4 E. Collect and Package Physical Evidence First: start with evidence that is particularly fragile or that is likely to be lost, damaged, or contaminated, such as blood, fibers, hair, fingerprints, shoeprints, and tire tracks. This method is particularly useful when gathering evidence from outdoor crime scenes, where wind and rain may complicate matters. 1. Fingerprints are photographed and then lifted 2. tool marks and shoe &/or tire marks are photographed then cast 3. fibers and hair are photographed then picked up with tweezers; 4. carpets and furniture are vacuumed, using a fresh vacuum cleaner bag for each area. 5. clothing worn may need to be packaged 6. Bodies some physical evidence is collected during autopsy a. clothing b. fingernail scrapings c. head and pubic hairs d. blood (for DNA typing) e. vaginal, anal and oral swabs f. recovered bullets g. hand swabs from shooting victims (for gunshot residues) Packaging Physical evidence must be protected and packaged separately to avoid damage and cross contamination. a. Small, folded paper in druggist folds, envelopes or paper bags b. Documents are sealed in plastic covers. c. Liquid evidence usually is put into unbreakable, airtight, sealed containers. Clean paint cans and tightly sealed jars work well. (keep volatile evidence from evaporating). d. Moist or wet biological evidence must be placed in non-airtight containers so that they can air dry. Otherwise, the moisture can cause mold, mildew, and bacterial growth which can lead to decay and destroy the sample. e. Bloody clothing is allowed to hang up and dry. Once dry, it can be repackaged into sealed containers.

5 F. Maintain Chain of Custody Without a continuous record showing that evidence has been kept safe and secure from the crime scene to the lab and ultimately the courtroom, evidence may be rendered inadmissible in court. Every person who handles the evidence must be accounted for and recorded as a link in this unbroken chain of custody, from crime scene to the courtroom. G. Obtain Standard/Reference Samples Control samples are taken from a known source against which the examiner can compare samples taken from the crime scene. Control samples may come from the victim, the suspect, or from items found at the scene. Ex. Hair from persons involved or paint samples from a car involved in an accident, carpet samples a. buccal swab obtained from the inner portion of the cheek used for possible DNA profiling b. substrate control uncontaminated surface material H. Submit Evidence to the Laboratory Each item is to be packaged separately and assigned a number or letter, which should be listed in an orderly and logical sequence on the form. I. Crime-Scene Safety Guidelines put out by International Association for Identification Safety Committee to protect investigators at crime scenes containing potentially infectious materials 1. Wear double gloves and protective shoe covers 2. Wear particle face mask and respirator, goggles or face shield 3. Be alert to sharp objects 4. Use red biohazard plastic bags for disposal of contaminated materials 5. Take notes without contaminated gloves 6. Immediately remove soiled or torn protective equipment then disinfect (10% bleach solution). 7. Eating, drinking, smoking, and makeup are prohibited at the crime scene. 8. All nondisposable items (clothing) put in yellow bag and wash by qualified laundry service.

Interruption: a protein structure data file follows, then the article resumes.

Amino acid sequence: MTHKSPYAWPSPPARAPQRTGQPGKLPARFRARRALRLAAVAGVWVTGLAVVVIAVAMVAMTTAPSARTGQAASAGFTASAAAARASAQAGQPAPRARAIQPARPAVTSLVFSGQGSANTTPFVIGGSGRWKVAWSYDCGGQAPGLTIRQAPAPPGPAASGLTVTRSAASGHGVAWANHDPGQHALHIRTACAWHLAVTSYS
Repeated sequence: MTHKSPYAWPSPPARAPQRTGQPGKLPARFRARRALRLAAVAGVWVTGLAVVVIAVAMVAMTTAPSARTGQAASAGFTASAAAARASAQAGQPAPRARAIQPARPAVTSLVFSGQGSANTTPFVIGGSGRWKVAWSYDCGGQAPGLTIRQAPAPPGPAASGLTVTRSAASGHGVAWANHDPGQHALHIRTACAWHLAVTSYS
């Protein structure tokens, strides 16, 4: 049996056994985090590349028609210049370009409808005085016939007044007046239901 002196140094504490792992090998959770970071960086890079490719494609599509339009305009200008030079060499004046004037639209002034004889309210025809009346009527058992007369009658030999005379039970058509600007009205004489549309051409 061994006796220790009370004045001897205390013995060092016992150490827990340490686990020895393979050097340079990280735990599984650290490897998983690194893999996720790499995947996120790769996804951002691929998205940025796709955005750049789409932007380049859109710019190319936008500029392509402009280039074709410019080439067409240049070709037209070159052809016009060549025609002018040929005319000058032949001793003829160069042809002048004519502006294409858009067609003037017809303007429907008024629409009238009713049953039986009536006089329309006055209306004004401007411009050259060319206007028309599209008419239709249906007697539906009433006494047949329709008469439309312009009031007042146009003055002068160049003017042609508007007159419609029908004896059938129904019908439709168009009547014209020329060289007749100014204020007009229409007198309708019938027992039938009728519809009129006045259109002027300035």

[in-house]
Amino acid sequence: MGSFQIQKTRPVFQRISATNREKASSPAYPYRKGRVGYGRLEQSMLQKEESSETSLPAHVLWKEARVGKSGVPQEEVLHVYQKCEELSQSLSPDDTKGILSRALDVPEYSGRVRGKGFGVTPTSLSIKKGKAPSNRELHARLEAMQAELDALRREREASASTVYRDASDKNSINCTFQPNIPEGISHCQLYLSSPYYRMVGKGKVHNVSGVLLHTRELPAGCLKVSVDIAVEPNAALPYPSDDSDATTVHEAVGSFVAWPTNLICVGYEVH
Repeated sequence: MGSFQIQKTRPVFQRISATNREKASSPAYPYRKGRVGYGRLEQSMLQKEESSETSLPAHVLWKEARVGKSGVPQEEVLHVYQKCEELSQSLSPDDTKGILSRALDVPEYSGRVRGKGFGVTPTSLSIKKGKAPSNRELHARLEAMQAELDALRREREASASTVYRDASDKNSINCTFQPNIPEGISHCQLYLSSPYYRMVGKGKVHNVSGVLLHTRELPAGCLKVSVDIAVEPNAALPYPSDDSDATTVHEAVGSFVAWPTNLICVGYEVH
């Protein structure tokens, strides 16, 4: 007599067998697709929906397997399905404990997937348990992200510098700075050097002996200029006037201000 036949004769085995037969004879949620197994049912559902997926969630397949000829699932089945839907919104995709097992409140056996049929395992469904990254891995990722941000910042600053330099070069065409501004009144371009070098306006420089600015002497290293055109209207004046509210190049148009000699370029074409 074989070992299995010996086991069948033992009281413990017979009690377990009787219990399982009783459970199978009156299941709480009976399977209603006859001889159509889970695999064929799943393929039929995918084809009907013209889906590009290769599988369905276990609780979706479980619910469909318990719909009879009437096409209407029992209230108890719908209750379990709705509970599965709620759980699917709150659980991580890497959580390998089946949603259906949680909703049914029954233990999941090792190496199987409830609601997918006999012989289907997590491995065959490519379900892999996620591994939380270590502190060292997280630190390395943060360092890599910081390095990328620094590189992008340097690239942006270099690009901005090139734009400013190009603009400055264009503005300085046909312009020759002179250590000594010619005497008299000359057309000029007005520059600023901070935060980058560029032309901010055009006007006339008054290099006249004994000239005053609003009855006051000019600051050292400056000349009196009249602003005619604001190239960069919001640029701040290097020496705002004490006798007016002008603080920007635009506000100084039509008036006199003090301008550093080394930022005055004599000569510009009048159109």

6 J. Legal Considerations at the Crime Scene The Fourth amendment to the US Constitution protects citizens against unreasonable searches and seizures which means that police and crime scene investigators need a warrant before they can search for evidence. The steps that are required to obtain a valid search warrant are: 1. Preparing an affidavit this describes the location to be searched, the items to be searched for, and the reasons why the officer expects the items are at that location (probable cause). 2. Preparing the warrant the official document that the judge must sign giving permission for the search to take place 3. Getting the warrant signed the warrant and affidavit go to the judge, who will sign it if he/she feels probable cause exists. Searching without a warrant certain special circumstances allow police to search without a warrant: 1. Emergent situations 2. Impending loss of evidence 3. Lawful arrest 4. Consented search Corpus Delicti = body of the crime : You must prove that a crime occurred before a person can be convicted of committing that crime. i.e. A person cannot be convicted of larceny unless you can prove that property has been stolen. Reasons why people commit a crime: 1.money; 2. revenge; and 3.sex,